Jerusalem — Facebook said Wednesday that it had dismantled the hacker network used by Palestinian Authority President Mahmoud Abbas intelligence to monitor journalists, human rights activists and government critics.
A report by a social networking giant threatened to give another embarrassing blow to the Fatah party in Abbas a few weeks before the parliamentary elections. Suffering from civil war and fatigue, Fatah appears ready to lose power and influence in next month’s vote.
In its report, Facebook states that the element linked to the preventive security service “created a fictitious persona using fake and compromised accounts.” The aim was to “build trust with the targeted people and encourage them to install malicious software” in the guise of young women, journalists, and political activists.
According to Facebook, malware disguised as a chat application provides security agencies with access to targeted phones, including contacts, text messages, locations, and even keystrokes.
Based on the West Bank, the ring is intended for Palestinian territories and Syrian people, and for Turkey, Iraq, Lebanon and Libya.
“This relentless threat actor focused on a wide range of targets, including journalists, opponents of the Fatah-led government, human rights activists, Syrian opposition and military groups including the Iraqi army,” he said.
Mike Dvilyanski, head of Facebook’s cyber espionage investigation, said the company used “technical signals and infrastructure” to link its network to preventive security. He said Facebook had “high credibility” in the findings, but refused to elaborate.
A total of nearly 800 people were targeted, he said. According to the company, it is impossible to determine how many people have downloaded the malware or how security agencies processed the information. However, we believe this effort has spread to other online platforms, indicating that there may have been additional targets.
Security agency officials could not get immediate comments.
Facebook also announced the detection of a second irrelevant network on Palestinian territory connected to a group known as the “Dry Viper.” It was unclear who was behind the group or how they were trying to process the information they gathered.
According to Facebook, it targeted a small number of people, but used a little more sophisticated technology to give people access to their cameras and microphones.
Dvilyanski described both networks as “less sophisticated” but “very persistent.” He said preventive security service activity was detected as early as 2018 and has intensified in the last six months.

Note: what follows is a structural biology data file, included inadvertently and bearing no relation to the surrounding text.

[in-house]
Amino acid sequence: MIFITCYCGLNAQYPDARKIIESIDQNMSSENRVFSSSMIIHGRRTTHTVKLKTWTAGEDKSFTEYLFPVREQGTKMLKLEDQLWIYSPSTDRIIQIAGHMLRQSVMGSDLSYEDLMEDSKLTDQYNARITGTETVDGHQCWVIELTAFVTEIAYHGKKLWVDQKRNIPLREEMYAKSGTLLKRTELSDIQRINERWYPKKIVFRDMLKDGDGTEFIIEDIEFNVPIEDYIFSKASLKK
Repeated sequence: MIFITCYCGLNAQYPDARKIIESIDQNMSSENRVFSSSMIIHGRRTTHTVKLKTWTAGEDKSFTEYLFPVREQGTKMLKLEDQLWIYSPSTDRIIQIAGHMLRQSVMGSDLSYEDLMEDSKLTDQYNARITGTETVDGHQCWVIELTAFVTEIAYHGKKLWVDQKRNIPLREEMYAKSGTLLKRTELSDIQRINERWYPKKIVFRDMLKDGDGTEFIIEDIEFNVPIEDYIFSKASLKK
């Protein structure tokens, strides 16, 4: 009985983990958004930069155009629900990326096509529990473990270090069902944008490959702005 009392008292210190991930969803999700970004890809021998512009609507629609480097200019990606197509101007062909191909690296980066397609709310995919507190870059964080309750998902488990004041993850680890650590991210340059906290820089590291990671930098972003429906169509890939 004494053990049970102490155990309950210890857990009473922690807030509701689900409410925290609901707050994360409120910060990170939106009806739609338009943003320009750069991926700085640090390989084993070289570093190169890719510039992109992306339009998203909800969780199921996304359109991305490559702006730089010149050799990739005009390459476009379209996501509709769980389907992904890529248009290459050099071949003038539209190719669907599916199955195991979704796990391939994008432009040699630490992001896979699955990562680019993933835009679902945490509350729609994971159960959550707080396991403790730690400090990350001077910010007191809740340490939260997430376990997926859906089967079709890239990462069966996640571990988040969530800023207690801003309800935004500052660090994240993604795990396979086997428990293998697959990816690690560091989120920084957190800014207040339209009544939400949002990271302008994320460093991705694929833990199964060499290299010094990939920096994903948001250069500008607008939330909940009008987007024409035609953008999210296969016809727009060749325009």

That would be in line with Abbas’ plan to hold the first Palestinian election in 15 years, which was publicly announced in January.
Abbas’s Fatah movement, trapped in fierce competition with rival Islamic terrorist group Hamas, was hurt by the formation of a rival sect. Palestinian officials have hinted that Abbas may use the dispute with Israel over the disputed vote in East Jerusalem as an excuse to cancel the election.
Human rights groups have long accused both Abbas and Hamas rivals of suppressing and even imprisoning their criticisms on social media platforms.
“Hacking the phones of hundreds of Palestinian civil society officials is yet another brave attempt by Palestinian security agencies to silence critics and opponents to police,” said the Israeli and Palestinian Human Rights Watch. Omar Shakir, director of Rights Watch, said. “No one deceives the election story when the dissenting quarrel continues unabated.”
According to Facebook, the activities of the Arid Viper group originated in “Palestine” and focused on national goals such as government officials, Fatah members, student groups and security forces. Arid Viper used more than 100 websites, including sites hosting iOS and Android malware, and attempted to steal people’s credentials through phishing and other tactics.
Facebook is one of the social media platforms under intense pressure to crack down on hackers and false information.
In March, Facebook said Chinese hackers attempted to break into Uighur Muslim computers and smartphones using fake accounts and fraudster websites.
According to the company, sophisticated covert operations targeted Uighur activists, journalists, opponents of the Xinjiang Uighur Autonomous Region of China, and individuals living in Turkey, Kazakhstan, the United States, Syria, Australia, Canada and other countries.
David Agranovich, Facebook’s director of threat destruction, said the company canceled accounts related to hacking networks, notified targets and shared findings with other tech companies to prevent further disruption.
“This announcement is the latest in action against these campaigns to distribute malware inside and outside the platform and compromise accounts across the Internet,” said Agranovich. “The people behind these operations are relentless. I hope they will evolve their tactics and come back.”
Ron Moritz, a venture partner and cybersecurity expert at Israeli investment firm Our Crowd, said the tactics used in both hacking rings were not particularly sophisticated. He said the announcement was “good storytelling” by Facebook and appeared to be cracking down on the Internet.
He said that tactics resulting from preventive security are often found in societies where freedom of speech is constrained and makes sense as elections approach.
“It’s probably pretty important to know what chatter is,” he said. “It is generally considered good to keep track of who the enemy is.”
By Josef Federman